We have seen instances of insightful blindness in some of the textbook disruptors from the early 2010s like Airbnb and Uber. You could make the case, for example, that liabilities alone would destroy both concepts before they made any progress. Instead, both willfully ignored conventional criticism and grew to become billion-dollar companies.
Electric scooter company Bird offers another example of insightful blindness.
The company offers inexpensive rentals in dense urban areas. Users can unlock and ride the scooters using a smartphone app.
Bird charges a $1 flat fee plus 15 cents a minute. The scooters can last for 18 miles on a single charge and travel at speeds of up to 15 mph.
Bird scooters use location tracking and remote locking technology to make them dockless. That is, you can drop off or pick up a Bird anywhere. For this reason, Bird does not own or lease any land for the scooters.
Better to ask forgiveness than permission
Writing in the Harvard Business Review last year, Stanford Adjunct Professor Steve Blank noted one advantage that startups have over established companies: they “can try any idea and any business model — even those that on the surface are patently illegal.”
For instance, Uber made its early gains by ignoring municipal regulations about commercial transport. Similarly, on September 1, 2017, Bird dropped hundreds of black scooters on the streets of Santa Monica without getting permission from the local government.
Despite these questionable legal practices, Bird amassed 50,000 users and 250,000 rides during its first month.
Insightful blindness doesn’t just mean skirting over local laws. It also speaks to the heart of disruption: the ability to ignore orthodoxy about a category.
For instance, Neil Blumenthal and David Gilboa started Warby Parker, a mostly online eyeglass company, despite conventional wisdom that consumers wanted to try on glasses before they bought them.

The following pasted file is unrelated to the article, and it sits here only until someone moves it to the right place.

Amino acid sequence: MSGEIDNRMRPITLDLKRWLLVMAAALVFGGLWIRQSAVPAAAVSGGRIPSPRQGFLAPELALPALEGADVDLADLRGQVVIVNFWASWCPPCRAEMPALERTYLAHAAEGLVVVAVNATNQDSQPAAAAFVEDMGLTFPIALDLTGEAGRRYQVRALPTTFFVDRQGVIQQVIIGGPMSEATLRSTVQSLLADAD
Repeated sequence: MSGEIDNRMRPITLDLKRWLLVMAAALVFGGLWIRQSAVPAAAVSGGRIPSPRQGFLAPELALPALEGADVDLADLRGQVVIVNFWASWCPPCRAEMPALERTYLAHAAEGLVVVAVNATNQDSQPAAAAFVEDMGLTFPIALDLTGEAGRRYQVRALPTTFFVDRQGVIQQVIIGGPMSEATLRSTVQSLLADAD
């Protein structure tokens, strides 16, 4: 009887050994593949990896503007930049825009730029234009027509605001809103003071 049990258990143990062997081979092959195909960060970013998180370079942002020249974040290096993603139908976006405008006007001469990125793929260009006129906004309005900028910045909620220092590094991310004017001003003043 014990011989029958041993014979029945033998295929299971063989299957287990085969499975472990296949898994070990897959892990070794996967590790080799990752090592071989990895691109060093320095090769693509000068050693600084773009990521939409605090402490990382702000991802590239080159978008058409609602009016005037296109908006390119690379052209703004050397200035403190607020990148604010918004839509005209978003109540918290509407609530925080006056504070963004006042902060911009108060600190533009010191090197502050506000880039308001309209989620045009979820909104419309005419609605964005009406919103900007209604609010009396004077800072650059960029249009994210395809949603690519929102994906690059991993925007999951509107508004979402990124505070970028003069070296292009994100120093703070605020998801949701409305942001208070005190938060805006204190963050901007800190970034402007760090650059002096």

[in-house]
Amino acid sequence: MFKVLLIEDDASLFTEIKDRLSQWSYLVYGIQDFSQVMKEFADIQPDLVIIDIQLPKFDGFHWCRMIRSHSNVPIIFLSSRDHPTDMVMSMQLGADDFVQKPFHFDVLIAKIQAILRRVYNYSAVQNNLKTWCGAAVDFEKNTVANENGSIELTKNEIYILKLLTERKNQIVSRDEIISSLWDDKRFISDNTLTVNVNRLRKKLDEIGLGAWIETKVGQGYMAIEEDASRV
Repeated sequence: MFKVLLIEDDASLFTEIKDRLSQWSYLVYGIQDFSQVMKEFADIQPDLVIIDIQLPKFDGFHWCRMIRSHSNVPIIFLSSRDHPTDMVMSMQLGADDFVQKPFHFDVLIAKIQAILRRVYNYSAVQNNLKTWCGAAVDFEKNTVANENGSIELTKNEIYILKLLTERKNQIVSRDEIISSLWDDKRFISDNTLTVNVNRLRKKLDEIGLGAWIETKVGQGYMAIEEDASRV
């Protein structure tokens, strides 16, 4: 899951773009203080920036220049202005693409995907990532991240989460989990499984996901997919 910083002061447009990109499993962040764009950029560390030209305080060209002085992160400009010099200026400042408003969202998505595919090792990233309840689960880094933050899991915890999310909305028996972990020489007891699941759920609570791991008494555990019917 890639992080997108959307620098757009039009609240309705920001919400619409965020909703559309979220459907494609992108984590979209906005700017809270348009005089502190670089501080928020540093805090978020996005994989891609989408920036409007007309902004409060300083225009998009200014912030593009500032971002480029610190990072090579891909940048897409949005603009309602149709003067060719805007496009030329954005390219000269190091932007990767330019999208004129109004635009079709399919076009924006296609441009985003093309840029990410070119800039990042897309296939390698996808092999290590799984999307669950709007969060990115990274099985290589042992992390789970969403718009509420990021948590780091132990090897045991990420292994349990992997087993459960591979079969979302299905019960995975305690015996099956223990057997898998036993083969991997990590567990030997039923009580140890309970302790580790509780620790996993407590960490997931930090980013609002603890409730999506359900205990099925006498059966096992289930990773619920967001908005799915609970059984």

Instead of listening to that criticism, Warby Parker did things differently by focusing on the advantages of what it offered: lower prices, a range of modern styles, a value-based mission, and a try-on kit. Warby Parker succeeded as a disruptor of the eyeglass industry.
The power of the blank slate
In Bird’s category, personal transportation, the obstacle was the “first and last mile problem.” Studies show that most people are comfortable walking an average of a quarter mile to or from public transport stops to their final destination. Beyond that, they look for a different solution. One is bicycles, which aren’t practical everywhere. Another is taking short-distance Ubers or Lyfts, but those costs add up fast.
Bird doesn’t impose such costs on the user. They are cheap rentals that require very little financial commitment from the customer. They’re also easy to use and require no storage.
Despite solving a major transportation issue, Bird could have remained stalled forever as it awaited approval from various local governments. Instead, in less than a year, the company has expanded from one to 30 cities.
In order to stay ahead of competitor Lime, Bird has aggressively expanded to new areas. In the process, Bird has collected cease-and-desist letters from at least eight different cities. Usually, this only keeps the scooters off the streets for a few days.
That’s not to say cities are the only ones trying to keep the scooters out; in Santa Monica, some residents have begun to vandalize Bird scooters as a protest against the flood of tech companies to the area. This too was merely a minor setback for Bird. They released a statement urging customers to report vandals, and then quietly moved forward with their operation. Bird’s success in the area far outweighs the cost of dealing with opponents.
Following Uber’s playbook, Bird has reaped publicity from such showdowns and forced the public to consider the wisdom of public restrictions.
It’s no accident that Bird CEO Travis VanderZanden worked for both Uber and Lyft. He has carried their secret of innovation, which in the end is only partially related to technology. The greater portion of their success was enabled by insightful blindness — also known as chutzpah.